A boy who was bullied because of his dwarfism has found the ultimate best friend - a short-statured dog called Buddy who suffers with the same height-defining condition.
Five-year-old Quaden Bayles was diagnosed with achondroplasia - the most common form of dwarfism - at just three days old and has suffered at the hands of bullies and online trolls.
Quaden, from Dutton Park, Brisbane, hated his disability so much he banned his family from even using the word dwarfism.
The average 5-year-old is about 100cm but Quaden is just under 80cm tall.
But his mum, Yarraka Bayles, 34 - an advocate for dwarfism awareness - is determined to help her son accept who he is and adopted a 9-year-old Shih tzu with achondroplasia to help him realise he isn't alone.
Friendship has blossomed between the pair, with Buddy helping Quaden finally come to terms with his condition and making him proud to be different.
It was pure chance that Buddy met Quaden after a vet friend contacted Ms Bayles to say there was a dog her son just had to meet that was being cared for on behalf of Animal Rescue Queensland.
"I couldn't believe it when she said she had a rescue dog that had achondroplasia. I had no idea the condition affects animals too," Ms Bayles said.
"As soon as Quaden saw Buddy, the bond was instant.
"Quaden just adores his new pal and they do everything together. Buddy comes up to Quaden's waist and is the perfect companion.
"Quaden is so proud of Buddy and the fact he has dwarfism too. We went to the park the other day and he was telling everyone they were both dwarfs. It was lovely to see.
"I feel like Buddy's arrival has really helped Quaden realise that he's not alone."
With Quaden being the only person in his community living with dwarfism, Ms Bayles became determined to help raise awareness of the condition that affects one in every 30,000 children born in world.
She has now set up a support group for families with children who have dwarfism called Stand Tall 4 Dwarfism.
Ms Bayles said: "Quaden has always looked different to other kids his age, which has made him an easy target for bullies.
"When I brought him home from the hospital, I didn't know much about his condition. But as he's grown up, I've seen first-hand how people respond to his appearance.
"Strangers in the street stop and stare at him and he's been called 'ugly', a 'freak' and a 'midget' by others. It's heartbreaking.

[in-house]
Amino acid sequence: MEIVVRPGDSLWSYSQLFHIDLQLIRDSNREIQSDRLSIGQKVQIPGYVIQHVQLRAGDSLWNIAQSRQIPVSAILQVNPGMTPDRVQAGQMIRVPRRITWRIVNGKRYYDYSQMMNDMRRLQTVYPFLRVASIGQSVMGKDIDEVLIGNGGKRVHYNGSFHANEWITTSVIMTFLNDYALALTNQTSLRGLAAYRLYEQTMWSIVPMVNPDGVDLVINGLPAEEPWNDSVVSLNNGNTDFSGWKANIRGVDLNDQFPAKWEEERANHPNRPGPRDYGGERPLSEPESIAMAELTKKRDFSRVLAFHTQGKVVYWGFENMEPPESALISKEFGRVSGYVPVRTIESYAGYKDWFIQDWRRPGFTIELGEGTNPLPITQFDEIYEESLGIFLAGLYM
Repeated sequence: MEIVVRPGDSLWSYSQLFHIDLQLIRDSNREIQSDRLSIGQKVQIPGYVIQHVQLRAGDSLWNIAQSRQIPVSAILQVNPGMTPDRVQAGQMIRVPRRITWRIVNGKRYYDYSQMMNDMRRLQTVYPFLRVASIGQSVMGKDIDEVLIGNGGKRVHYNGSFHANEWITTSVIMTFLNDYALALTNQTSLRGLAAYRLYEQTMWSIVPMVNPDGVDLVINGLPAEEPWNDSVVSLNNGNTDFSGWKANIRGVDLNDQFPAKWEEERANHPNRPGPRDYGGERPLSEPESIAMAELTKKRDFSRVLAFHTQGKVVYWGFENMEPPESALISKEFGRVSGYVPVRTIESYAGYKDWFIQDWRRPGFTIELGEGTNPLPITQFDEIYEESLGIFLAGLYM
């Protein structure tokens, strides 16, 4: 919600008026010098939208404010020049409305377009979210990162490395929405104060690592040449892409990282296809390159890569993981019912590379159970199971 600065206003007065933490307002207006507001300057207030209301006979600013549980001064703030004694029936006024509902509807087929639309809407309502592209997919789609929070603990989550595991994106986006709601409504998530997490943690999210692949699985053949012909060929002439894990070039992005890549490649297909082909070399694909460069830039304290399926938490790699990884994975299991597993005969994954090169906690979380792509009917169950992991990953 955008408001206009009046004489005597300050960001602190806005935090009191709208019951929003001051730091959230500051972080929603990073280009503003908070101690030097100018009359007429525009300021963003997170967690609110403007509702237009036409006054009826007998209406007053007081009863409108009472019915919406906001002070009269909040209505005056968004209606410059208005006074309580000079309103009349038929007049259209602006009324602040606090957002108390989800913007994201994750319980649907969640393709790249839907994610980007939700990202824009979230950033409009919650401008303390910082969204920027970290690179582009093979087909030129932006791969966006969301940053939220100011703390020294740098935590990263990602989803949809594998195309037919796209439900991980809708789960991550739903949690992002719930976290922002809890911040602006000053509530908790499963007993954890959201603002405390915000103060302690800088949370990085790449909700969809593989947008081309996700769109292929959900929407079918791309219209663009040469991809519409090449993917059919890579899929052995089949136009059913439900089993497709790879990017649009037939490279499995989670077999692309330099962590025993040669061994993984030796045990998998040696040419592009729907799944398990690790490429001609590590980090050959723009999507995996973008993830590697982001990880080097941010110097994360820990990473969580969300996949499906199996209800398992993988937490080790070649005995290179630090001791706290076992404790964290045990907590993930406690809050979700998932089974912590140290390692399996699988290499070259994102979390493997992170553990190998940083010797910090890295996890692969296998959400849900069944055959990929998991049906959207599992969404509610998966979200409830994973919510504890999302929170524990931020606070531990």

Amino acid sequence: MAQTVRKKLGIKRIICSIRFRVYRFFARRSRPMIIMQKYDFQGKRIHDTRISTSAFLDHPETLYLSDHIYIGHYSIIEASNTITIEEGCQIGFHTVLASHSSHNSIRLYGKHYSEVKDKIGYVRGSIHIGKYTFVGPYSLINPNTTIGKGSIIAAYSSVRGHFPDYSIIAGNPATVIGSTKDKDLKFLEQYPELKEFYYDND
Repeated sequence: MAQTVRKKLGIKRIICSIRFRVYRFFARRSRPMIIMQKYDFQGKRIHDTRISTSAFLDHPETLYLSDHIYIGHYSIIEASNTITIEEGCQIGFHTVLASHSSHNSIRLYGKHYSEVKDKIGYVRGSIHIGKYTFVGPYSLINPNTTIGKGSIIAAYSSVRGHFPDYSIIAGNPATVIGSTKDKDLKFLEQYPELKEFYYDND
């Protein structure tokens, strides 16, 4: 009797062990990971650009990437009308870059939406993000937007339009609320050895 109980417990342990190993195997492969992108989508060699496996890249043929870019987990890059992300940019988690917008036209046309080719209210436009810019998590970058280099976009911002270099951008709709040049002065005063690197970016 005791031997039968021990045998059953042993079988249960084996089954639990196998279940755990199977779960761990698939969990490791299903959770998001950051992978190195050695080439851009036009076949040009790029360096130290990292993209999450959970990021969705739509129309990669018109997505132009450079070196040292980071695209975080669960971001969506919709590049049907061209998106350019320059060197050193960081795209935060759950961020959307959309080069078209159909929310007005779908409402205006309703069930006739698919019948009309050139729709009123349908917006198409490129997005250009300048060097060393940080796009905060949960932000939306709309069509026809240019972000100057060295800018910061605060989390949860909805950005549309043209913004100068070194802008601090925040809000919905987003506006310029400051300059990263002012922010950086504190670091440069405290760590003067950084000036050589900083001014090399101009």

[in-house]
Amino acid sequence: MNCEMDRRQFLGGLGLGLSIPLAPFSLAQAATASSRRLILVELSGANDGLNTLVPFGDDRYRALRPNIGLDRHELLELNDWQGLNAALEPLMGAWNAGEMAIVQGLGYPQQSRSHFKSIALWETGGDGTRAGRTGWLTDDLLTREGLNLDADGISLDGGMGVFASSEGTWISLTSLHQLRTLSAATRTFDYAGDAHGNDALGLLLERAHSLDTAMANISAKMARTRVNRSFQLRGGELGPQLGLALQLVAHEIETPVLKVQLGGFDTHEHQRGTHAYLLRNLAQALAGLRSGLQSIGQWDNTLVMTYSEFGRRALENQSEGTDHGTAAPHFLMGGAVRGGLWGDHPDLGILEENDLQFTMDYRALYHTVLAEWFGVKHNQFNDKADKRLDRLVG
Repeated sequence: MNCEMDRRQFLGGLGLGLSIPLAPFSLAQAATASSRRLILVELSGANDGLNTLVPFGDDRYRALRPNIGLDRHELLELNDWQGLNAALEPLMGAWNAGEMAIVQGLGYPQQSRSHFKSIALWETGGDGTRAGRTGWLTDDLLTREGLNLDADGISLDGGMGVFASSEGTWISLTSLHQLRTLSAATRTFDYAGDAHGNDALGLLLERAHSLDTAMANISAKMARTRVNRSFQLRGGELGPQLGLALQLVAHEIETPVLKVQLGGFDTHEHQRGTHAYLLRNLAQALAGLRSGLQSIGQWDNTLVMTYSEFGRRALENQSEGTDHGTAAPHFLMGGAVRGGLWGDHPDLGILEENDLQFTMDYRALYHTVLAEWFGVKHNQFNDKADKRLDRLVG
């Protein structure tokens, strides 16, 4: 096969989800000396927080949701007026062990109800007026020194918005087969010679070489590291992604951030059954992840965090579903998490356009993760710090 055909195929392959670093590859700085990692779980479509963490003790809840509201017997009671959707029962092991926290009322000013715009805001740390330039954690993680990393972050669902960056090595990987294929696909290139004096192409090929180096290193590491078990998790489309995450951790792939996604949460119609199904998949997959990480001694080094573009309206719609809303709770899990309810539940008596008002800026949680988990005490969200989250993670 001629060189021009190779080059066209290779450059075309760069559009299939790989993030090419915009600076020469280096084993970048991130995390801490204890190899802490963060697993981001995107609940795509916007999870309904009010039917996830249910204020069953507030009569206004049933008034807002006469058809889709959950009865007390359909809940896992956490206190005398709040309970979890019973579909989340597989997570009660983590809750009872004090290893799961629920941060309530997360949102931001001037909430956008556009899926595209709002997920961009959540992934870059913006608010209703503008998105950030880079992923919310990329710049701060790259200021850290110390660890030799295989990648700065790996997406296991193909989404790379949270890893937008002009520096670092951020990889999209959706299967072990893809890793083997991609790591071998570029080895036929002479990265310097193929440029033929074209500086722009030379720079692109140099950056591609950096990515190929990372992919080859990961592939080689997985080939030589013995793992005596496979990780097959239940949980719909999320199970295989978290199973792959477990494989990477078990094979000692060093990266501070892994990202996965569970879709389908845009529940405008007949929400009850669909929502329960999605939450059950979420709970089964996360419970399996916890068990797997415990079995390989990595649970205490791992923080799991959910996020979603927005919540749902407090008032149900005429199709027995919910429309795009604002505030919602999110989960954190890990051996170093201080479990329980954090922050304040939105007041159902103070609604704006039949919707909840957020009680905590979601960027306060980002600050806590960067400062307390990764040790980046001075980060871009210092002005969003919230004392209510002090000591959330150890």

"All I've ever wanted for Quaden was for him to be happy and healthy. But by putting ourselves out there, it also gave bullies an opportunity to put him down.
"I've been able to shield him from most of it, but I can't stop people gawking at him in the streets or pointing and laughing.
"As soon as Quaden realised he was different from everyone else, I tried really hard to make him see it as a positive.
"I'd tell him 'It's good to stand out in a crowd. You're really cool' but nothing I said helped boost his confidence. The jibes really got him down."
Things got particularly bad when Quaden started school this year and was around young kids who regularly pointed out his physical differences.
Ms Bayles said: "I know the kids are too young to realise that their words are hurtful, but it really affected Quaden.
"He started shouting 'What are you looking at' to people he caught staring at him. He's very vocal about his how much he hates being made to feel different.
"One day he banned me and his elder sisters, Guyala and Yilan, 16, from using the word dwarf. He absolutely hated it.
"I knew then that I needed to do something to help him accept his condition otherwise he'd grow up with all sorts of issues."
Just like his pint-sized owner, Buddy has health issues too and the family have to give him medication every day for arthritis - a common complaint with achondroplasia suffers - to help him with the pain.
Ms Bayles said: "Quaden is so attentive to Buddy. He knows what it must feel like as they both suffer with the same side-effects of being born with shorter limbs.
"Buddy has been a blessing for Quaden. They really are in this journey together and I hope their story helps other people realise it's cool to be small."